Thank you Clif Bar for sponsoring this post. I was provided the featured products for free, but all opinions are 100% my own.
We love eating nuts and seeds in our house. Homemade trail mix, raw cashews and chia seeds are some of our favorite treats. You can add seeds ad nuts to oatmeal or your favorite smoothie recipe. Did you know nuts have been shown to decrease the risk of cardiovascular disease and the risk of developing type 2 diabetes (source 1)? Today I wanted to share some of the health benefits of nuts and seeds along with a review of Clif Kit’s Organic Fruit + Seed bars and Clif Mojo Fruit + Nut bars.
Health Benefits of Nuts and Seeds
- Nuts are rich in monounsaturated fatty acids which according to the American Heart Association have a beneficial effect on your heart when eaten in moderation. Did you know monounsaturated fats can help reduce bad cholesterol levels? That is why so many people recommend eating a handful of almonds every day.
- Seeds such as flax, chia, and hemp are filled with omega-3 fats which is an essential nutrient. Some studies are showing omega-3 fatty acids protect against heart disease and possibly stroke (source 2).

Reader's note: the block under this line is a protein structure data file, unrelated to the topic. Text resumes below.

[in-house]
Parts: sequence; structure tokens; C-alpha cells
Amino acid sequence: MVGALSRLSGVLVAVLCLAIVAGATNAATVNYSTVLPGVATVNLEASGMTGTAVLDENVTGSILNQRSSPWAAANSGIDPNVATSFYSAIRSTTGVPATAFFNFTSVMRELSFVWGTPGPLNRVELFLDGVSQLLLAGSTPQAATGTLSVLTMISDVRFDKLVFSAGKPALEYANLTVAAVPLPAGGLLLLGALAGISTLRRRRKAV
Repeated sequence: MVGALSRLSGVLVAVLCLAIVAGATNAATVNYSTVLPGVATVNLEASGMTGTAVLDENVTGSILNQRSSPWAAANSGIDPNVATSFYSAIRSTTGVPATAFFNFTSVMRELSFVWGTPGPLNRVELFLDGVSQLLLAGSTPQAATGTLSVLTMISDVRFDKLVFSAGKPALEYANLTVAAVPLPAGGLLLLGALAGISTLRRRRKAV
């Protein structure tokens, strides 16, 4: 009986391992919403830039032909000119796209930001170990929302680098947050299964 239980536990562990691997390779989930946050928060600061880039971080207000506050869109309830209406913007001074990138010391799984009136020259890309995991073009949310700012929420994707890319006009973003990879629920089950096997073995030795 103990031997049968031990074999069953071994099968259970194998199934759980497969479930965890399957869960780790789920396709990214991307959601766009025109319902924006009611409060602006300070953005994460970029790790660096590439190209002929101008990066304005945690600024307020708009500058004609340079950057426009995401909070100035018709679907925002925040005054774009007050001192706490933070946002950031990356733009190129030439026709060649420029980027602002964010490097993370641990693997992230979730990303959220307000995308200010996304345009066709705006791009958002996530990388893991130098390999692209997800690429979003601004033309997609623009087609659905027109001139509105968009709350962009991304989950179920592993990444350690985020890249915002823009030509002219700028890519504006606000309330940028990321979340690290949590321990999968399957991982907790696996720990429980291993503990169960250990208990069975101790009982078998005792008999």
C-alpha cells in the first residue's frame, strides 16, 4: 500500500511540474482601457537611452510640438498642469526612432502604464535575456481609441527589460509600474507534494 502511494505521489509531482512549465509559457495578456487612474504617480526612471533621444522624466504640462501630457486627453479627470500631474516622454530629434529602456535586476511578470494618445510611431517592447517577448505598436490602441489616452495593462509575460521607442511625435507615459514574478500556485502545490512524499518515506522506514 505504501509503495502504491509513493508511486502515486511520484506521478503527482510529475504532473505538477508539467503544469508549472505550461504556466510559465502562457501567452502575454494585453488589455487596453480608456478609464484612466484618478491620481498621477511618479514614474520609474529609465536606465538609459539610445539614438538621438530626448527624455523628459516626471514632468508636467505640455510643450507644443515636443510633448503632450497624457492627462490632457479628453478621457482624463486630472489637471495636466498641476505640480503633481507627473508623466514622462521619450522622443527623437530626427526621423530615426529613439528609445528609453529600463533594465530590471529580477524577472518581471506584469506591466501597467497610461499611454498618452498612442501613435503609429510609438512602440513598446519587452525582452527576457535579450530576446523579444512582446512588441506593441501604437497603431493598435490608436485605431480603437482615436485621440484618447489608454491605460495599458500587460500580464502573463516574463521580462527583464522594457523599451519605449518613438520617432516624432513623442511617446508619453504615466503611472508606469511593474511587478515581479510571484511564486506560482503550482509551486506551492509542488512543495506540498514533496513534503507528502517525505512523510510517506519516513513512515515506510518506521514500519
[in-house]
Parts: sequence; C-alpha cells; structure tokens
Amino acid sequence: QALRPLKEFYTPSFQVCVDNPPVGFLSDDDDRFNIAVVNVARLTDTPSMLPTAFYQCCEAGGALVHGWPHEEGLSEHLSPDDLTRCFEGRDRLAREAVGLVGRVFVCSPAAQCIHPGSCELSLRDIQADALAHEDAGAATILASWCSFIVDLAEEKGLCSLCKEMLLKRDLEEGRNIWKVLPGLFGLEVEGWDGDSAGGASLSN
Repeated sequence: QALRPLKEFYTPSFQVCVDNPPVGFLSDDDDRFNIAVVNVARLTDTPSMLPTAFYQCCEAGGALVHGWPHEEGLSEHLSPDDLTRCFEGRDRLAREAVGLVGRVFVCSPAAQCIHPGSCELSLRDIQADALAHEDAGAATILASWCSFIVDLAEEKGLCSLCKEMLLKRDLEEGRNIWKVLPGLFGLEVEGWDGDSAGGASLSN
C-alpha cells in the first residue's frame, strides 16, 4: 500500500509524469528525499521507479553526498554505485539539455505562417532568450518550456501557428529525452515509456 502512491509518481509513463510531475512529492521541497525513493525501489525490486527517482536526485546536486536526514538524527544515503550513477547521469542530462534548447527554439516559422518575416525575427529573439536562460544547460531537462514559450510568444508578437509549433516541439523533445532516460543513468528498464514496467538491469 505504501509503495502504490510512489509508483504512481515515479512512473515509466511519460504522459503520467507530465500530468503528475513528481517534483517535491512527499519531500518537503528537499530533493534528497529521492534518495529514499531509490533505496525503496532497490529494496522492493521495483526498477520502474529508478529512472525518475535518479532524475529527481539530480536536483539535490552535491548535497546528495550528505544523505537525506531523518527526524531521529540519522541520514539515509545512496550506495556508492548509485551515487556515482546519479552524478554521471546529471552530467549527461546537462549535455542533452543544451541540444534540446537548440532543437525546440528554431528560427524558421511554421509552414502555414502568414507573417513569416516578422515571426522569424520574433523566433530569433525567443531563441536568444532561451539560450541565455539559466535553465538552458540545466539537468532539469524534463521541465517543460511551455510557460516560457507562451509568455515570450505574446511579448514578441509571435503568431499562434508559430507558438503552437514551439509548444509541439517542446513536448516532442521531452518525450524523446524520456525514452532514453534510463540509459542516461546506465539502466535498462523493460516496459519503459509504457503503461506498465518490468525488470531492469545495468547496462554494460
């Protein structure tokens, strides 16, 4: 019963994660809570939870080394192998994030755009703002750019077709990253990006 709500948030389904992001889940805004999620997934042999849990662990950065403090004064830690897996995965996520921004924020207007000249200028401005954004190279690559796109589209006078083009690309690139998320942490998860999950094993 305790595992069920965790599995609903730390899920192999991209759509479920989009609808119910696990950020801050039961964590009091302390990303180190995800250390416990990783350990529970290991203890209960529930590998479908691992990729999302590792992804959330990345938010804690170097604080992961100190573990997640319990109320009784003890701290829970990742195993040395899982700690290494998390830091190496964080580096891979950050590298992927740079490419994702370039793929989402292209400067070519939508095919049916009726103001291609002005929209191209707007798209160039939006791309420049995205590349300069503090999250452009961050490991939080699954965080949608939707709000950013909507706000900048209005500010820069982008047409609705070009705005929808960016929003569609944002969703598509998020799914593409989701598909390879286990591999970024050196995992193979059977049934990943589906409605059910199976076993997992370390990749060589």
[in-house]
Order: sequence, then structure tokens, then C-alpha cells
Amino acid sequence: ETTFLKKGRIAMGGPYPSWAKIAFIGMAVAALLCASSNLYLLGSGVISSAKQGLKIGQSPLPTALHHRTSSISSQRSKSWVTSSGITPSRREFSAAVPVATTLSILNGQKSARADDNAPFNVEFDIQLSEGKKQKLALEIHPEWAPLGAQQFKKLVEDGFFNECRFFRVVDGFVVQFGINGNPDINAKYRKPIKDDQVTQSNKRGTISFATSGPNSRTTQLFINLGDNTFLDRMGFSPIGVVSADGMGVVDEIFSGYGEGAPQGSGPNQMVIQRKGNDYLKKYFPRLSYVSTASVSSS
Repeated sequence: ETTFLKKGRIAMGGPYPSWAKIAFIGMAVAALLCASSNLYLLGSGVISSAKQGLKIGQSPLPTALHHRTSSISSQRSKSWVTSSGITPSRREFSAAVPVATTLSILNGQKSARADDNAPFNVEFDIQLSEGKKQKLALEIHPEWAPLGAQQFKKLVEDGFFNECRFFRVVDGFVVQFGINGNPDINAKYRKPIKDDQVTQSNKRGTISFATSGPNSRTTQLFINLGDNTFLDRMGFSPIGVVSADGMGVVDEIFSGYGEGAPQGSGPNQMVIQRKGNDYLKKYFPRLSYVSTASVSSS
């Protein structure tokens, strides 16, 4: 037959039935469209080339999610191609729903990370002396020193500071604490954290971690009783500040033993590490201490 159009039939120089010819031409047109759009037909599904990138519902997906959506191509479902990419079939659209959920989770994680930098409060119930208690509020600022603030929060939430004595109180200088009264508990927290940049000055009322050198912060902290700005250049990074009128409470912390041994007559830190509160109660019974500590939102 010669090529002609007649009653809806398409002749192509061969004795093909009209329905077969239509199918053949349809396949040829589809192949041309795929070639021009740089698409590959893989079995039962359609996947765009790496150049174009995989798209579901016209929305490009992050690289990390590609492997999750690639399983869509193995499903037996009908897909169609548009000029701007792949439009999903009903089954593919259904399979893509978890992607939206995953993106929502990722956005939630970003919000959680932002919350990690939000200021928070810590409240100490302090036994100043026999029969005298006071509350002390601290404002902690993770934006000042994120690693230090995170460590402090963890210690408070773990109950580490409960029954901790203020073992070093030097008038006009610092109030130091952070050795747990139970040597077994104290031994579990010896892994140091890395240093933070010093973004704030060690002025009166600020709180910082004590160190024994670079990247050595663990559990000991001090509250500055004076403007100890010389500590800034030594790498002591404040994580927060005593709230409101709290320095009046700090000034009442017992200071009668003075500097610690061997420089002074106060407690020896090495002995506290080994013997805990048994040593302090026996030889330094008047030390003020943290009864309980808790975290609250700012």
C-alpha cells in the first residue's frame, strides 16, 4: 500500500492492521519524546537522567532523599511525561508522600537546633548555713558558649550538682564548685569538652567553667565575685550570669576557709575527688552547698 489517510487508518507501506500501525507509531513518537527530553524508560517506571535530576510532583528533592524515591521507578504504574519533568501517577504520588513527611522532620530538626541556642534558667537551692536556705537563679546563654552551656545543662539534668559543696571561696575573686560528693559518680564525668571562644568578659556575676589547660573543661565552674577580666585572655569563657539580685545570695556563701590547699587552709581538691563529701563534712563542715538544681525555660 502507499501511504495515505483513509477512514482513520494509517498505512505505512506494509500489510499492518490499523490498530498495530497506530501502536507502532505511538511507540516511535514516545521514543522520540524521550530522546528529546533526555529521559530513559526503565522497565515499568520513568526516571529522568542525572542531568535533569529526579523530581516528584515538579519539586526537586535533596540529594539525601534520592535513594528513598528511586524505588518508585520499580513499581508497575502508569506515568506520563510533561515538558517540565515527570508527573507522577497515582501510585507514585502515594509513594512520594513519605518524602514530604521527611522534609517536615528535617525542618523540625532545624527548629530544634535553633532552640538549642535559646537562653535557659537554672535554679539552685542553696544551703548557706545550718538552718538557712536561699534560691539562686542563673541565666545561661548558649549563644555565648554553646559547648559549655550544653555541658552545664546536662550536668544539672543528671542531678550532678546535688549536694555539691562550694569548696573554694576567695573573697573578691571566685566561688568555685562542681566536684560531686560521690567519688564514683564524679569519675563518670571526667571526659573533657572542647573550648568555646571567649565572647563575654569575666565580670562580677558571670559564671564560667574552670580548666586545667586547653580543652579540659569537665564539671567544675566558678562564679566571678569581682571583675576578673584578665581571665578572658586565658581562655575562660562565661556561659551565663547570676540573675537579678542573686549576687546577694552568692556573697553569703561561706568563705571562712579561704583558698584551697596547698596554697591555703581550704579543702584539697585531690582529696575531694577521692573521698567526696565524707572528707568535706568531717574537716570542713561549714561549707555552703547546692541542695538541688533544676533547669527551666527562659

- Lastly, I used to think adding nuts to your diet may cause you to gain weight. When I looked through the research I was stunned! Nuts actually have a tendency to lower body weight and fat mass (source 3). Isn’t that great news?
Enter Clif Bar. I was very excited to try Kit Organic’s Fruit + Seed Bars as well as Kit Organic’s Fruit + Nut Bars. The ingredients looked amazing and it is a quick healthy snack to have around the house. We thought the bars tasted delicious, my favorite flavor was peanut butter. Please note I’m not claiming these bars will heal every disease, but for our family it’s an easy way to add some nuts and seeds into our diet. My family also got the opportunity to taste Clif Mojo Trail Mix Bars. The bars with chocolate tasted like dessert. I had to make sure I hid a few from my husband so I could get some for myself! Both bars are wonderful snacks we will definitely be buying again.
Resources for this article:
1. Stephen D. Nash and David T. Nash (2008). Nuts as part of a healthy cardiovascular diet. Current Science Inc, 10, pp 529-535. dii:10.1007/s11883-008-0082-3.
2. Frank Sacks (n.d.). Ask the Expert: Omega-3 Fatty Acids. Retrieved November 20, 2014, from http://www.hsph.harvard.edu/nutritionsource/omega-3/
3. Sujatha Rajaram and Joan Sabaté (2006). Nuts, body weight and insulin resistance. British Journal of Nutrition, 96, pp S79-S86. doi:10.1017/BJN20061867.
Please note the goal of this blog is to share information I find interesting. This is not intended to replace professional medical advice. Please contact your primary care physician if you have specific questions about your health and dietary needs.